You had to know a book like "Obama on the Couch" was coming. In it, psychoanalyst Justin A. Frank at George Washington University Medical Center informs us that anyone with good manners, such as President Obama, may be exhibiting unexpressed hostility against his parents.
At the same time, Frank tells us that Obama is "an admirable and down-to-earth individual who is generally in excellent mental health."
What are we to make of this dual analysis: Is it psycho-babble, a crock, or has he got something there?
"Obama on the Couch" contains analysis that has a sufficiency of credit among intelligent people, but there's no broad agreement on its efficacy.
It's well-written and balanced, persuasive but not compelling.
"Psychiatry" has been abused in the past. In fact, some readers may even see "Obama on the Couch" as an abuse. The Soviets and Chinese have used far more crude psychoanalysis and drugs. The CIA has a cadre of those it can call upon for psychiatric portraits of world leaders.
Frankly, the United States needs a good jobs bill more than applied psychoanalysis right now, but this does not deter our author, who put George W. Bush under scrutiny in his 2004 book, "Bush on the Couch."
What's the problem with Obama, Frank asks? He tells us that his performance is inconsistent and uneven, adding, "As a psychoanalyst I'm fascinated by someone who can be so present yet so absent. His supporters are stuck in the position of cycling between hope and disappointment."
According to Frank, if one were to put together factors in Obama's case including the psychic consequences of a mixed-race, black child of a white mother who was raised in a home without a father, you'd have trouble.
Frank asserts that Obama shifts between a paranoid-schizoid position and a depressive position, "alternating as he seems to modify his fears that hate or aggression will destroy what he values as good."
I'm afraid that I see things on a much simpler level. It may be that Obama has unresolved conflicts -- even plenty of them -- in his life. We all do. That he's overcome a good deal is to his credit.
As someone who spent more than 20 years in Washington, D.C., I think I have a sense of Obama's problem, and it's not that he's shifting between a paranoid-schizoid position and a depressive one. In fact, just about everyone in the country has an answer and that's not it.
More likely, it is this: Obama the Candidate did what candidates always do -- he preached change, specifically, "Change we can believe in." Obama the President ran up against the hard reality that Washington is an overwhelmingly unlikely place to change. Venality, corruption and plain old opportunity for sins like envy, hatred, fear of the other and racism abound.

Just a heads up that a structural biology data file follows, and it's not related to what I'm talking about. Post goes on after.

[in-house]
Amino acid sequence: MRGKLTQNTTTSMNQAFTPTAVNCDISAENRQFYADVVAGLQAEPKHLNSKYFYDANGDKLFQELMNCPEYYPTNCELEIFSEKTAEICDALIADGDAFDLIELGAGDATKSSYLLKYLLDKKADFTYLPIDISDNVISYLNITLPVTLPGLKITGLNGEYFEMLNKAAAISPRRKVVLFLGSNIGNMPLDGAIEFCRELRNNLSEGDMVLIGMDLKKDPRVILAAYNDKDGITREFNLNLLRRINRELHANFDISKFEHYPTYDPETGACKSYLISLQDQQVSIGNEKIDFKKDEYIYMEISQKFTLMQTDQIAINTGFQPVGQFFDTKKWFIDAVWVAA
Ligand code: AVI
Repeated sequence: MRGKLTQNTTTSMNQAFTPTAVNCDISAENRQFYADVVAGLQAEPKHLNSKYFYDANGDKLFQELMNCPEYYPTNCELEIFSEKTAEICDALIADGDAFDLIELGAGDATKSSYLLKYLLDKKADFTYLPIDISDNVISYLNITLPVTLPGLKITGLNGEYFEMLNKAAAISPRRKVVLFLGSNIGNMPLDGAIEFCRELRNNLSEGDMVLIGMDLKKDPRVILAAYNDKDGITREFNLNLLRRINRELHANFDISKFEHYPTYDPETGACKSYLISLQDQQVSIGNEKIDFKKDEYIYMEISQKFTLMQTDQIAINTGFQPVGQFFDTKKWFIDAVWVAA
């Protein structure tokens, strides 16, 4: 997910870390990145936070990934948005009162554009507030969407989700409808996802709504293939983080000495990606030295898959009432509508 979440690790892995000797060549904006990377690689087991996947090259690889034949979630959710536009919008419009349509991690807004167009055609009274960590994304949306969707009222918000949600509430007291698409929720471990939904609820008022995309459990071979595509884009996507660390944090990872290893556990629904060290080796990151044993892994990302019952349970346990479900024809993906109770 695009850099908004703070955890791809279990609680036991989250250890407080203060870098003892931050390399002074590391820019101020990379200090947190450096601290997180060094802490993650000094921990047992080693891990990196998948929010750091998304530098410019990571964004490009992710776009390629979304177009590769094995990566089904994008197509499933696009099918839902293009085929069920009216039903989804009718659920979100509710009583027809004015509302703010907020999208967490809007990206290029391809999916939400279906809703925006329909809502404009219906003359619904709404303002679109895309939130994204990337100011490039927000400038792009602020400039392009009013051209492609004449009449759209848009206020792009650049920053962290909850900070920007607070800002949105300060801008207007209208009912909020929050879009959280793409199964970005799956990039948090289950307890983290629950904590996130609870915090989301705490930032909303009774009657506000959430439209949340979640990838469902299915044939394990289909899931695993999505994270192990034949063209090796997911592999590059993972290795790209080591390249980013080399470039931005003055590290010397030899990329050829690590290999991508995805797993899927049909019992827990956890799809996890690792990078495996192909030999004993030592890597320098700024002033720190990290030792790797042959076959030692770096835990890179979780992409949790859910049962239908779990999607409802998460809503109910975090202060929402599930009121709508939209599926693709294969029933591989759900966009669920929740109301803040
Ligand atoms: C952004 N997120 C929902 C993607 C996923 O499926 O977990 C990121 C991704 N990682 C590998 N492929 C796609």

Obama the President knows this and asks for patience and a longer time line to finish the job of healing national fractures.
But would it make a difference if he got more time? It's hard to say.
Nobody wants to cooperate. Why should they? Staying in office is the only constant for almost all politicians. If their re-election is threatened, even Democrats disappear from Obama fundraisers. The system is broken for a lot of reasons and has been for some time. Nonstop anonymous fundraising is a fundamental problem.
Lyndon Johnson's mentor, Speaker of the House Sam Rayburn, used to tell new members of Congress, "If you want to get along, you've got to go along."
That advice worked because politicians knew they had to return favors. Now, especially with the Tea Party, there seems no reciprocity of any kind.
The Republicans smell victory next year. They won't help Obama back on the radish truck from which he's fallen. Forget bipartisanship.
So if you were advising the president, what would you tell him? Those doing this for a living have already given him the message: "Get tough."
They are not telling him to "synthesize his broken self," as Frank recommends. Obama will be less concerned about what Frank calls his "Obsessive Bipartisan Disorder" as the country heads into next year's presidential election.
Obama will maintain a cultivated civility. Look for more self-protection by the president -- quick elbows -- in those White House basketball games and tougher talk to opponents.
Michael D. Langan formerly worked in both the U.S. Labor and Treasury departments.
Obama on the Couch: Inside the Mind of the President
By Justin A. Frank
288 pages $26